OBJECTIVE: To examine a panel of 28 biomarkers for prediction of cardiovascular disease (CVD) and non-CVD mortality in a population-based cohort of men.
METHODS: Starting in 1979, middle-aged men in Caerphilly underwent detailed medical examination. Subsequently 2171 men were re-examined during 1989-1993, and fasting blood samples obtained from 1911 men (88%). Fibrinogen, viscosity and white cell count (WCC), routine biochemistry tests and lipids were analysed using fresh samples. Stored aliquots were later analysed for novel biomarkers. Statistical analysis of CVD and non-CVD mortality follow-up used competing risk Cox regression models with biomarkers in thirds tested at the 1% significance level after covariate adjustment.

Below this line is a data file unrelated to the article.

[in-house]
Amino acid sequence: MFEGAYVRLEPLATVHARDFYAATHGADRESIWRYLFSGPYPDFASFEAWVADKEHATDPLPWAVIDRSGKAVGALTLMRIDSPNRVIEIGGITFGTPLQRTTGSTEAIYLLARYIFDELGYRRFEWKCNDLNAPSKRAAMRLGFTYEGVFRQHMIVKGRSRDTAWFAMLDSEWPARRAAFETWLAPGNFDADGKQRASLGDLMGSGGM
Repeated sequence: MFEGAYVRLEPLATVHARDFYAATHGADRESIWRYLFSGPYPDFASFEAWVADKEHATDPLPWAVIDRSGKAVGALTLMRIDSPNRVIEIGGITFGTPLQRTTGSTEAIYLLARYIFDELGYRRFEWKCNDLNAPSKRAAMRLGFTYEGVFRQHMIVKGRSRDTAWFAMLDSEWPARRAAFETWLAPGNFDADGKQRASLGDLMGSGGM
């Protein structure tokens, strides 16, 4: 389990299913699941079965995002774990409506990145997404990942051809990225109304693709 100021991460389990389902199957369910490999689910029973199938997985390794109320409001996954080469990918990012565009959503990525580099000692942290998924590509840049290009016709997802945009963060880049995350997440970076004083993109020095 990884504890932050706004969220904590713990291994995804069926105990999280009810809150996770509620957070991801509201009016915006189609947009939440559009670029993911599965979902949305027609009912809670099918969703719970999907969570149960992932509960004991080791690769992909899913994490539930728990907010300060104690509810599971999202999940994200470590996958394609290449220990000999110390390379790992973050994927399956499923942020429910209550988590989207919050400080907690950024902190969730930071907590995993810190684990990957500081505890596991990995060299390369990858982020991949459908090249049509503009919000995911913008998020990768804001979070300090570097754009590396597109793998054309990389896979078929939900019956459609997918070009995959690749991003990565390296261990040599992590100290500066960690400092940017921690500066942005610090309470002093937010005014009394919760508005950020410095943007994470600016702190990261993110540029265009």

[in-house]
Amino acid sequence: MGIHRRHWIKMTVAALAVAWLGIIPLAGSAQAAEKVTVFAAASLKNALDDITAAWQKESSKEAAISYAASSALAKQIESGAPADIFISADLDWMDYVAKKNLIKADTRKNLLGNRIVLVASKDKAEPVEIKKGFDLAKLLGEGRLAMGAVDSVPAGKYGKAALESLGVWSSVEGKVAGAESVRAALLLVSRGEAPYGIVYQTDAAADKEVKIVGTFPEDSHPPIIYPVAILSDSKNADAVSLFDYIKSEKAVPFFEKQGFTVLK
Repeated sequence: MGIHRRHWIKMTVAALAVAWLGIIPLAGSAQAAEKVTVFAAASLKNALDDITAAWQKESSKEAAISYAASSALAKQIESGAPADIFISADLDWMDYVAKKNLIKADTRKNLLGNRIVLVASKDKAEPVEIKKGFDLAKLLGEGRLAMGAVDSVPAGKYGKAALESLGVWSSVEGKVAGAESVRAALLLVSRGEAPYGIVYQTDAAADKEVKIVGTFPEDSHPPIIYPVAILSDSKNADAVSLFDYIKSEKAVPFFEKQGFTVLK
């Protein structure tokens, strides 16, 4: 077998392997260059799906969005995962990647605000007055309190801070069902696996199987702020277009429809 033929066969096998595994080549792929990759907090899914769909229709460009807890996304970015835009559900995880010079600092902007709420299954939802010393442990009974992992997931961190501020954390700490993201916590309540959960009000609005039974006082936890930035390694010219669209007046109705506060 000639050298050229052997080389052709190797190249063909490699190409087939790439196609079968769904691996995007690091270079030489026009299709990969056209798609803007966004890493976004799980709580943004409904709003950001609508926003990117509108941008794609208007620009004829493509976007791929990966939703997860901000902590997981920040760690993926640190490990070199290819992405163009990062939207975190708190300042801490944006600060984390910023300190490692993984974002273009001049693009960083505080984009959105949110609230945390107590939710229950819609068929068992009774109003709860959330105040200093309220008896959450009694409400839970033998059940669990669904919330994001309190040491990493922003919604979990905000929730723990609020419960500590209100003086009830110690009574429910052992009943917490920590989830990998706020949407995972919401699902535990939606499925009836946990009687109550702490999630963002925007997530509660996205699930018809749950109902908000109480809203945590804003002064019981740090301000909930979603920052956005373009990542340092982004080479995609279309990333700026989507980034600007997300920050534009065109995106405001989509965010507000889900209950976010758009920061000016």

RESULTS: During an average of 15.4years follow-up, troponin (subhazard ratio per third 1.71, 95% CI 1.46-1.99) and B-natriuretic peptide (BNP) (subhazard ratio per third 1.54, 95% CI 1.34-1.78) showed strong trends with CVD death but not with non-CVD death. WCC and fibrinogen showed similar weaker findings. Plasma viscosity, growth differentiation factor 15 (GDF-15) and interleukin-6 (IL-6) were associated positively with both CVD death and non-CVD death while total cholesterol was associated positively with CVD death but negatively with non-CVD death. C-reactive protein (C-RP), alkaline phosphatase, gamma-glutamyltransferase (GGT), retinol binding protein 4 (RBP-4) and vitamin B6 were significantly associated only with non-CVD death, the last two negatively. Troponin, BNP and IL-6 showed evidence of diminishing associations with CVD mortality through follow-up.
CONCLUSION: Biomarkers for cardiac necrosis were strong, specific predictors of CVD mortality while many inflammatory markers were equally predictive of non-CVD mortality.